Friday, September 18, 2009

What Can We Learn from Geese?

A good friend of mine, John Kahrs, and I went to the Indianapolis Speedway day to watch the cars practice before the 500. Being at the race track, I told him my favorite race story, leading him to tell me a story with a similar message at the end that I want to share with you today.

At the speedway in Clermont, IN, they have a 1/8 mile oval. I had a chance to go to one of those NASCAR driving schools there. If you have never done this, I recommend it highly. They started us out in a class teaching us about the cars, their handling, and the dynamics of racing them. We then had to sign releases, that if something happened we, or our heirs, would be responsible for the 2,000.00 deduction on their insurance on their cars, and that we or our heirs wouldn’t hold them liable for any damage done to us. They then brought in a couple ambulances that sat and waited in the infield that was somewhat disturbing. You realized quickly that this wasn't a ride at Disney World.

Our group was the last one of three groups to get into the cars, so we watched the others all day. The group before us was five people from some company outing. There were four men and a woman, she smoked these dudes. In a five lap race she actually lapped every one of the guys! That really amazed me, and I made a decision, I wanted to drive at least as fast as she did. Her lap time was 34 seconds.

So, now it was our turn. We got into the cars, and they had us follow the pace car around for 8 laps. They then brought us in and critiqued our driving. Then back out on the track for 8 more laps behind the pace car but now over 100 mph. When we came back in, once again we were mentored. We then got to go out one at a time to drive three laps as fast as we could, the best time would be our qualifying speed. Mine was 31 seconds, 3 seconds faster than that woman who smoked the guys! I figured out why they were so slow, the cars were set up to “push,” meaning that the front ends would slide as you went through corners. This created a creepy feeling as you felt the front end sliding toward the concrete wall, yet we had been told in the training meeting that you need to floor it at the vortex of the curve to maximize your laps. It felt wrong flooring it when you were sliding toward concrete. So, I just decided not to look at the concrete wall, I didn’t want to hit it so why focus on it. I would start looking at my braking point on the other end of the upcoming straight away as I was starting the turn, focusing on where I wanted to be, instead of where I didn’t want to be.

Now out of four in our race, there was me, my buddy Harvey, and two guys there for their 10th time. Even though I beat that gal by three seconds, I was 4th out of our four in qualifying speed. So off we go on our five lap race. No one could pass; I would get up along the door of the one in front, but couldn’t get in front before the turns. Once when the two cars fighting for 2nd place nearly touched and both bobbled I thought I would get around but they saved it and held on. This was an amazing time. Just writing this brings back the adrenaline rush.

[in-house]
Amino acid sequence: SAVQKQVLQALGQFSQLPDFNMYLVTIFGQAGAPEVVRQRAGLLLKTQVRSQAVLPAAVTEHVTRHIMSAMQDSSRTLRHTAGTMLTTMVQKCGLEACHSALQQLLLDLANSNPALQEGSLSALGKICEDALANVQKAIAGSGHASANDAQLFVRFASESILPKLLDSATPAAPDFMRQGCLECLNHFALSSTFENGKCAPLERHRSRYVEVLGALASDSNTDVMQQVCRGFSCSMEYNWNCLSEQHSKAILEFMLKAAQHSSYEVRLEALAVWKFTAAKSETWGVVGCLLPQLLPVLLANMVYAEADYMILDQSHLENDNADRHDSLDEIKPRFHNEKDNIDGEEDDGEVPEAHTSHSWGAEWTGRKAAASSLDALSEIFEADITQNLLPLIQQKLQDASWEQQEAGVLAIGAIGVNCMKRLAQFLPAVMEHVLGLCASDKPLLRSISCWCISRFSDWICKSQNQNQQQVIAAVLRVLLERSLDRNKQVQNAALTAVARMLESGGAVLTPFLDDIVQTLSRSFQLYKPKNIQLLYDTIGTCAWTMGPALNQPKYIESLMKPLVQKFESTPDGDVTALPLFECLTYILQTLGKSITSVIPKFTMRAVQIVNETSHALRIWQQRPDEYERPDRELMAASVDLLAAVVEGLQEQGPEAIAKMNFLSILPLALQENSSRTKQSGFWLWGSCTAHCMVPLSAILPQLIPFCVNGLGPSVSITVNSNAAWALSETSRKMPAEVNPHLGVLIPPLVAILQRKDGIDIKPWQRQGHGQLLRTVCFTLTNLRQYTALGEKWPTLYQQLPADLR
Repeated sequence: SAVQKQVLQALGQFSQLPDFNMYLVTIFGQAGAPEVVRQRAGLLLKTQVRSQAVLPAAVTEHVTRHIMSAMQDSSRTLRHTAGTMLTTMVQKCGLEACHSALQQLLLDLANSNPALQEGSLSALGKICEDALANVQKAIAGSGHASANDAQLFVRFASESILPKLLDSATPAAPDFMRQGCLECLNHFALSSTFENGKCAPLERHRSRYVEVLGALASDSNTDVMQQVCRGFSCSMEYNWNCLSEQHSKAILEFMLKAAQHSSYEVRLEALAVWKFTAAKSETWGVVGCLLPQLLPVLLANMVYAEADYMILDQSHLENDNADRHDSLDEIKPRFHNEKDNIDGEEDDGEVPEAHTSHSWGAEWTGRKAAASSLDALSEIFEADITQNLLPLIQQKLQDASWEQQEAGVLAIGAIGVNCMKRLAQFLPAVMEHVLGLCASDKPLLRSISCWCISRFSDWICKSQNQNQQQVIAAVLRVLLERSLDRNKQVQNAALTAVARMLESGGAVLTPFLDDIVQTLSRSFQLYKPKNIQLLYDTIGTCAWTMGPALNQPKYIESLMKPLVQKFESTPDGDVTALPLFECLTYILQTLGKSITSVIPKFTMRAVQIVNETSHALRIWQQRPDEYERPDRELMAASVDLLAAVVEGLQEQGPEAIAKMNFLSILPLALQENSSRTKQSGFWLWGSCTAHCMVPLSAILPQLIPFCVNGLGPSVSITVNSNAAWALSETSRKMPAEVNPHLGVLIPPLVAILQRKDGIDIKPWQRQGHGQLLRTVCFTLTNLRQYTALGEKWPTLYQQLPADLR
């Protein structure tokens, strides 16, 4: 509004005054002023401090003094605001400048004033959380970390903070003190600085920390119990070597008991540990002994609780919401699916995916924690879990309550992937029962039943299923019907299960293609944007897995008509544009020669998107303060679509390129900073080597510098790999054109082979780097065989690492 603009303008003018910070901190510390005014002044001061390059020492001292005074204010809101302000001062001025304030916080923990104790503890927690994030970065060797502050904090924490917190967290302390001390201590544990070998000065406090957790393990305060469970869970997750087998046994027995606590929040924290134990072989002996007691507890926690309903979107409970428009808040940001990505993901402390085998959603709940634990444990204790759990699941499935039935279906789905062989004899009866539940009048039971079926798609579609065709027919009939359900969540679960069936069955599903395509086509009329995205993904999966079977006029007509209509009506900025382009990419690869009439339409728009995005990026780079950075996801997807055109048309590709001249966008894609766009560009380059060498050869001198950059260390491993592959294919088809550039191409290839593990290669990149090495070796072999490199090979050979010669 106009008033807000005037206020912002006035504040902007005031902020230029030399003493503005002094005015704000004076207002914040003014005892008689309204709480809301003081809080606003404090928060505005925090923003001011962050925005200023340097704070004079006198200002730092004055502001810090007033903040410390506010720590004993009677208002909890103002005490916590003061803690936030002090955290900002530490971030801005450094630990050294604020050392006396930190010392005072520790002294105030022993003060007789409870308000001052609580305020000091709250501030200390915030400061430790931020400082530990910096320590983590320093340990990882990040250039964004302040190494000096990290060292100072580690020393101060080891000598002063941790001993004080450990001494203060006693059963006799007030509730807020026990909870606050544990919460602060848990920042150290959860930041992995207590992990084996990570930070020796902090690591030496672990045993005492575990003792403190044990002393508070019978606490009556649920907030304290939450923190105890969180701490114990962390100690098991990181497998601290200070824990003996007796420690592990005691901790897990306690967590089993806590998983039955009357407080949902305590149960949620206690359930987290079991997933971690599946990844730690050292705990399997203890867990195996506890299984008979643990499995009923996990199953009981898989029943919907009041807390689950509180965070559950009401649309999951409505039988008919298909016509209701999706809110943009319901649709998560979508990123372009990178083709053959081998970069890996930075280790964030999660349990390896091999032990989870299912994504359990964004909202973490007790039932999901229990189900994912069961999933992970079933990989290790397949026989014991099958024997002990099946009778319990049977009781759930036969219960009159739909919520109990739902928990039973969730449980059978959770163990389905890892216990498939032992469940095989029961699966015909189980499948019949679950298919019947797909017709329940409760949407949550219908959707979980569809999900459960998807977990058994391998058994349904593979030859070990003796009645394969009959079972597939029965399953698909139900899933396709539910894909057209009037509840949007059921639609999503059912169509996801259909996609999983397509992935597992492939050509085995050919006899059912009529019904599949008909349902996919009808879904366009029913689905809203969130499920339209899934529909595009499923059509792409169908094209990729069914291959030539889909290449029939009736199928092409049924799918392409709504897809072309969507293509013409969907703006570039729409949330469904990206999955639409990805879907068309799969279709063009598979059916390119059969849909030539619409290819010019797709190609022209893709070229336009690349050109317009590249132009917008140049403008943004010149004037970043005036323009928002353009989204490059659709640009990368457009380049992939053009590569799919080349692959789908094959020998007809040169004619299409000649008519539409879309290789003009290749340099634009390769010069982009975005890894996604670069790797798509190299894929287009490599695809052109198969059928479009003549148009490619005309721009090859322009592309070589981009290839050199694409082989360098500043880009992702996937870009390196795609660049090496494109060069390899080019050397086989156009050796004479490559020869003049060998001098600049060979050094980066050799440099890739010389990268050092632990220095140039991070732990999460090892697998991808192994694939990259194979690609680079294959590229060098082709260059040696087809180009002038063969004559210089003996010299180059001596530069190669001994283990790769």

When we came in at the end of the race, the guys who had been our teachers came running up to our cars and were very excited about our race. It turns out that each lap was faster than the one before, and all of them were faster than any of our qualifying speeds. The last lap we all were under 29 seconds!

What I think happened is two fold, we kept pushing each other by trying to pass on each lap. But also, I know I was emboldened when I was following through the corners, and the guys in front didn’t wreck going that hard, so I figured I could push it at least that hard as well.

Another story, John Kahrs told me. He and another college swimmer buddy were swimming in the ocean. They started swimming in a race to see who could go the farthest, fastest, whatever. As they just started John had something large brush against him, and really freaked him out. However, he looked up and Greg was swimming away. John thought, if he can do it so can I. So each time some sea creature would bump into him, he would look at Greg and keep going. They swam longer and farther than either had ever swum before, actually it was several miles when they stopped got out and called John’s mom to come pick them up.

Years later John was telling this story when Greg was in the conversation. John talked about how he had bumped into creepy things and wanted to get out of the water, but since Greg kept going, so did he. How when he got too tired to think he could keep going, he saw Greg swimming away and kept going.

Greg was amazed, he told John, I had weird things bumping into me and it freaked me out, all I wanted to do was get out of the water, but I looked up and saw you swimming and kept going. When I was too tired to hardly lift my arms I saw you swimming and thought I can go a little longer.

Have you ever watched the wild geese fly over in their v formations? Have you wondered why they fly in v’s?
The geese draft off of each other, they can fly many times faster and longer in this pattern. The lead goose, leads for a while, and then rotates back toward the back and a new lead goose takes over, until each has their turn. The lead goose has the most resistance to their flying and will tire, that is why they rotate.

The geese honk encouragement from behind, cheering on the leaders to keep flying. If a goose gets injured or sick, another goose flies down and stays with them until they are dead or healthy enough to continue, then the two will join another flock and fly with them.

So, if we have the sense that God gave a goose, we will work together, to push each other, to cheer each other on, to believe in ourselves and each other, what can’t we do?

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